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Compo-Owenoke Historic District

Westport Town, Fairfield County, CT

The Compo-Owenoke Historic District was listed on the National Register of Historic Places in 1991. Portions of the content on this web page were adapted from a copy of the original nomination document. [‡]


The Compo-Owenoke Historic District encompasses a small residential waterfront community on Long Island Sound in Westport, Connecticut. It includes Compo Beach and the associated residential areas of Compo and Owenoke to the north and west. Compo is a densely settled summer colony laid out in the early twentieth century. Owenoke, a contiguous residential area on the west, is located on a spit of land on the east bank of the Saugutuck River estuary and is bounded on the south by Long Island Sound and on the north by Gray's Creek. The Compo/Owenoke Historic District consists of 261 resources, of which 213 (82%) are contributing. The contributing resources include houses and cottages with their associated outbuildings as well as most of the recreational facilities at Compo Beach and the marina. The non-contributing buildings include 48 houses either built or extensively remodelled after World War II.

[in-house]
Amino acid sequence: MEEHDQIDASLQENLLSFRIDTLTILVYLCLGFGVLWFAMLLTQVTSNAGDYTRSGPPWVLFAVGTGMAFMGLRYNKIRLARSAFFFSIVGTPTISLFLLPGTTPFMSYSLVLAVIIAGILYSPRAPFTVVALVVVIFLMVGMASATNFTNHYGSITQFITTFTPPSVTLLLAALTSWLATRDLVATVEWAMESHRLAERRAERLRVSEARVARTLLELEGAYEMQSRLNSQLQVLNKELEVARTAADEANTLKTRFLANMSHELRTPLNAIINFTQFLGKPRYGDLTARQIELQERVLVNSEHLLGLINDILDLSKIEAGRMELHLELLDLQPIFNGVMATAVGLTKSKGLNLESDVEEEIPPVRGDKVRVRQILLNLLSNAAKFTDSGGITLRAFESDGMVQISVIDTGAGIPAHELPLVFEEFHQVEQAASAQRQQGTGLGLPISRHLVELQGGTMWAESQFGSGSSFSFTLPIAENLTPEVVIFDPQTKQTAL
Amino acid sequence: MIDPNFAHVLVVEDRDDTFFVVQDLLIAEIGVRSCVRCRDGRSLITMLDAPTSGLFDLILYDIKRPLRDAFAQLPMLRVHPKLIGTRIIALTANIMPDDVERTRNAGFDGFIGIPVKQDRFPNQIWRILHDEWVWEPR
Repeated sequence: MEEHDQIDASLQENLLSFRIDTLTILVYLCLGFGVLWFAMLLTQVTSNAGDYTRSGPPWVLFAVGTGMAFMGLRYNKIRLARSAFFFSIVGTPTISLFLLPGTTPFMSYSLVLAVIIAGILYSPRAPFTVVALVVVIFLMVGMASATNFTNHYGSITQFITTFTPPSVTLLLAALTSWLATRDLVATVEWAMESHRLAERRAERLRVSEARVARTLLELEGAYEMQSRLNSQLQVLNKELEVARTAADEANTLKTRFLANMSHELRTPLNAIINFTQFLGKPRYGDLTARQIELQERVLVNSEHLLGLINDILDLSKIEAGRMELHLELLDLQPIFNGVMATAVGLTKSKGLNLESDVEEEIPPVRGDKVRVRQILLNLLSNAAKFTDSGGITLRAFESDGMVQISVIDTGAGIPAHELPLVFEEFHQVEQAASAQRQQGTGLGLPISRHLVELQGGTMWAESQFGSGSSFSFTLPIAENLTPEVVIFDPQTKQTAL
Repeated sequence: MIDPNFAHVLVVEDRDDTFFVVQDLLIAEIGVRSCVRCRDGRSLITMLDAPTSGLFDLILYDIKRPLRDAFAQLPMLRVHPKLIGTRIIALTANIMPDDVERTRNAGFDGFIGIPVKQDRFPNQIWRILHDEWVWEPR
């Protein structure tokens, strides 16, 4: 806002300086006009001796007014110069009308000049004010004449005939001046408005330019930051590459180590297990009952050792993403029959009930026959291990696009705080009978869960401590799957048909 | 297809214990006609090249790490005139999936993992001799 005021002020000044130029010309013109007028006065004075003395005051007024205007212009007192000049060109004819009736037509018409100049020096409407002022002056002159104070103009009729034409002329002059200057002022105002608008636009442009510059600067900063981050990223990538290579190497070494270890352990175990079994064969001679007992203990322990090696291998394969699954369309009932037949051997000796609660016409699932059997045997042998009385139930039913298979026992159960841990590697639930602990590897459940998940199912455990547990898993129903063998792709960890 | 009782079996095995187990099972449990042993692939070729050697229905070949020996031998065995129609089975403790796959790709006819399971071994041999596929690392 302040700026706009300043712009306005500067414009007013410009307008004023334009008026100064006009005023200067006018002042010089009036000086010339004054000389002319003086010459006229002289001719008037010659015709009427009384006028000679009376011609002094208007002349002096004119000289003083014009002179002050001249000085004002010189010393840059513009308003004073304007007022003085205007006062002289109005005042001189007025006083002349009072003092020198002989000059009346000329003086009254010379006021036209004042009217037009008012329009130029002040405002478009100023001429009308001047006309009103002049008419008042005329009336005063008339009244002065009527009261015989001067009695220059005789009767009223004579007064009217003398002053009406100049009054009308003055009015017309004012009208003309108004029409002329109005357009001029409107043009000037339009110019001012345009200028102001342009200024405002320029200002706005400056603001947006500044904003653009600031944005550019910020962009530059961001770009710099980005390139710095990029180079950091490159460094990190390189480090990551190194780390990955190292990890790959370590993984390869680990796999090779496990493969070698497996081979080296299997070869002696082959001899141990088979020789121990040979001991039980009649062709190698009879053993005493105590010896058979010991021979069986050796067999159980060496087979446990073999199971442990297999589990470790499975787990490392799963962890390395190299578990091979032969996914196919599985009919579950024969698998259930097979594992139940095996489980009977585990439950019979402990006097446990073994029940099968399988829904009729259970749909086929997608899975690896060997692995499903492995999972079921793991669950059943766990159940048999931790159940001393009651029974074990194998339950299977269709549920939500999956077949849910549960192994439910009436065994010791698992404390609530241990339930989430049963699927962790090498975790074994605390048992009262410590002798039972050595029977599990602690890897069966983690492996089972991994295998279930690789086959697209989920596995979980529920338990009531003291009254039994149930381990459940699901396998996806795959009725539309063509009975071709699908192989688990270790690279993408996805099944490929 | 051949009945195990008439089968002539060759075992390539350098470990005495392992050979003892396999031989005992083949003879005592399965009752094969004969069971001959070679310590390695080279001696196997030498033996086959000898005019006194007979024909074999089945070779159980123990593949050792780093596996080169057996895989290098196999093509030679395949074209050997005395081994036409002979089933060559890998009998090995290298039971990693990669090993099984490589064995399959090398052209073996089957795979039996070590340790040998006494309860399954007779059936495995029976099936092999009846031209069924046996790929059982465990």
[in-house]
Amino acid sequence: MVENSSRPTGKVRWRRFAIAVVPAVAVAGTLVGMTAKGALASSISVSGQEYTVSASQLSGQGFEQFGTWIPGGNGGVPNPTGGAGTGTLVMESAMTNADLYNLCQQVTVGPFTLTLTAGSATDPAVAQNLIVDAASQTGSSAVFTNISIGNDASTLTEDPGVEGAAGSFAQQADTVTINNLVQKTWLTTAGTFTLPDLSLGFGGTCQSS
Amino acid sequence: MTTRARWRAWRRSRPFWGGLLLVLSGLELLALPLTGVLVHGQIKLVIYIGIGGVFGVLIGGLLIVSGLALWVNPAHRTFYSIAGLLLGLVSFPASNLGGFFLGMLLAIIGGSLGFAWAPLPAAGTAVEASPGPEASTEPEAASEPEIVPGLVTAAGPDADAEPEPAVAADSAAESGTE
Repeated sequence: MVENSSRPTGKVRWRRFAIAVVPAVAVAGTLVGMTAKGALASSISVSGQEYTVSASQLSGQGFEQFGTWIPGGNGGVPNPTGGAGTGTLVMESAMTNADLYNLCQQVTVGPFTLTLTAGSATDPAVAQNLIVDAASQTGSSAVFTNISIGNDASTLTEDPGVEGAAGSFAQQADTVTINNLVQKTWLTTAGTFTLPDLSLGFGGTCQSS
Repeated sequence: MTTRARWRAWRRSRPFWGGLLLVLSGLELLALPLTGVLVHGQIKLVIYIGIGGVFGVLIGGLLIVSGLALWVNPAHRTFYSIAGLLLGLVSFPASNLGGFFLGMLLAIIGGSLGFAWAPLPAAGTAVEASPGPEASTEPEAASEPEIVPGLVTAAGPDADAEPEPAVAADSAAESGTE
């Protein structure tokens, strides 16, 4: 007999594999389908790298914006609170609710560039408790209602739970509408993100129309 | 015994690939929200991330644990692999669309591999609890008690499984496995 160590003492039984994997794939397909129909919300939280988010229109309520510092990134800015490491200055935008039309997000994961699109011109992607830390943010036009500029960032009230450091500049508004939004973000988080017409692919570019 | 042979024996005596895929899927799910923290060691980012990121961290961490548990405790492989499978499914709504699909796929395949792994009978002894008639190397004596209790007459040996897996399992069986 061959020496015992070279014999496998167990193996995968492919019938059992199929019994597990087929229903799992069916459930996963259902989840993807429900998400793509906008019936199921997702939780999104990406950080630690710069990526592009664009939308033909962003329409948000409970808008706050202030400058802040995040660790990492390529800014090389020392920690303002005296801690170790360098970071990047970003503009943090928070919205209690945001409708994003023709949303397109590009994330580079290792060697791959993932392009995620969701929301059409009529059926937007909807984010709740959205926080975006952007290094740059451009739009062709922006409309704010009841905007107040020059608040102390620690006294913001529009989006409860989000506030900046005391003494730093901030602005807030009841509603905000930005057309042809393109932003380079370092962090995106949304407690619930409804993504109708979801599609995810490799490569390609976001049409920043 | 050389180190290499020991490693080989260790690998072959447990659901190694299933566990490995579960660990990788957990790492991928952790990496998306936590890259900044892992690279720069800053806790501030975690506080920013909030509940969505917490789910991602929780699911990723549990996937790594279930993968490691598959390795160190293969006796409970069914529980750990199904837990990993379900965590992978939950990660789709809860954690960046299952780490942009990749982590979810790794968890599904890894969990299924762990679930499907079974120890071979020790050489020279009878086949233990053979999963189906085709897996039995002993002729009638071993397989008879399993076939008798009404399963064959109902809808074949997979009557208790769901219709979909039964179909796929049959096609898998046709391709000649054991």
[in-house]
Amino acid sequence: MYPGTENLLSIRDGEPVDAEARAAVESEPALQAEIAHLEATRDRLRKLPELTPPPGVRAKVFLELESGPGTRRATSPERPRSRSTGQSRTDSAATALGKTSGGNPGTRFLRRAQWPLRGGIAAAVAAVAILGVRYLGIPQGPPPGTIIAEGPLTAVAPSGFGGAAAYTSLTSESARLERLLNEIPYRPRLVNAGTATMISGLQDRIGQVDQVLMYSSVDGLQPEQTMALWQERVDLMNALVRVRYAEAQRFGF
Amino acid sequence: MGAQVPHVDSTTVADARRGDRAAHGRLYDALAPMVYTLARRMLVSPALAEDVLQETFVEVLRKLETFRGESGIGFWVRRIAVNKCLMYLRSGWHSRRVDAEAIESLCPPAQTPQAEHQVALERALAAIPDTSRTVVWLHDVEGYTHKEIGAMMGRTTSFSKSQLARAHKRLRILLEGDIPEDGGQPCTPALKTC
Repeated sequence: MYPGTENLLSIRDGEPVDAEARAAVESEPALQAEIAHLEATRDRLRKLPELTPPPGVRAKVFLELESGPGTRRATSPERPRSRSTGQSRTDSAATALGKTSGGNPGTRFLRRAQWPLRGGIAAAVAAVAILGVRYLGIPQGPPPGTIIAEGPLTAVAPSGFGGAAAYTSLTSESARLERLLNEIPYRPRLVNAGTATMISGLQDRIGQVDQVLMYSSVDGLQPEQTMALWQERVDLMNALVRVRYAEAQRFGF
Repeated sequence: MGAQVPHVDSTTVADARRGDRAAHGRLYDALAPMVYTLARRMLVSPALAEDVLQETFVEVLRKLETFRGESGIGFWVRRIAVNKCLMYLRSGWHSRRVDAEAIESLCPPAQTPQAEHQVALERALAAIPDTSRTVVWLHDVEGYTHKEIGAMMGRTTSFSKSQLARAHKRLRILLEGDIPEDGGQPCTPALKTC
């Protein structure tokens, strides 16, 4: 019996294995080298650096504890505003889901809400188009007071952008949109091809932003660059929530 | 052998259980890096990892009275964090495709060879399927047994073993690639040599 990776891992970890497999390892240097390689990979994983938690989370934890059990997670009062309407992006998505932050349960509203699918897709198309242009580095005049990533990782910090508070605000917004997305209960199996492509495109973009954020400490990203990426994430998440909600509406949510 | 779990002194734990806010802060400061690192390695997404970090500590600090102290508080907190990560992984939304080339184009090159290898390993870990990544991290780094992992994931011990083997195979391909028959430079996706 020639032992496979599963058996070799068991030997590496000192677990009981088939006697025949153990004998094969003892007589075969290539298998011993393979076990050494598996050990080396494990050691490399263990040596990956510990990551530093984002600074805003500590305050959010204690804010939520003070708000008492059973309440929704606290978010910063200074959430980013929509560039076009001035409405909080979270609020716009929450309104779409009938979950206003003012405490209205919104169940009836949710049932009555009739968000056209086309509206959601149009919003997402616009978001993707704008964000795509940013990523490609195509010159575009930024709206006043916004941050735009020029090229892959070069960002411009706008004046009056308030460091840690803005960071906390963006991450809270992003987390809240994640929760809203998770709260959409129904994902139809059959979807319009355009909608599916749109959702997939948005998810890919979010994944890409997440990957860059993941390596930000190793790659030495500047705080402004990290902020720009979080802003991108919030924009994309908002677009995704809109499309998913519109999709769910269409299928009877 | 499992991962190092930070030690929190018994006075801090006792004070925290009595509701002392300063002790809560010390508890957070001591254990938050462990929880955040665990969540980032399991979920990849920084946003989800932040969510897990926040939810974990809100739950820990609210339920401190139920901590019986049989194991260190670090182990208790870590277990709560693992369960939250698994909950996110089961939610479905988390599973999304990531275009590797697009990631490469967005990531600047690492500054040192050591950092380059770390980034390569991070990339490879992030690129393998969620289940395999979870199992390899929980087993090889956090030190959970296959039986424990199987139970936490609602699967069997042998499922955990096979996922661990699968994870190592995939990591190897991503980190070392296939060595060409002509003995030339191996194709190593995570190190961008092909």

Changes have been made in the Compo/Owenoke Historic District both in the historic period (1900-1940) and since that time. The Compo/Owenoke Historic District encompasses two islands which were joined to the mainland prior to 1940. Most of the Owenoke peninsula, which was originally Hall's Island and accessible by a small bridge, was joined with landfill to the mainland by 1936. Minuteman Brook, which separated Compo from the mainland, was filled in, probably in the 1920s, with culverts under Apple Tree Trail and Bradley Street. Other changes to the area since the historic period include the paving of streets and the removal of the streetcar tracks on Compo Beach Road. In addition, Bradley Street, the only through north-south street, was widened about 1936.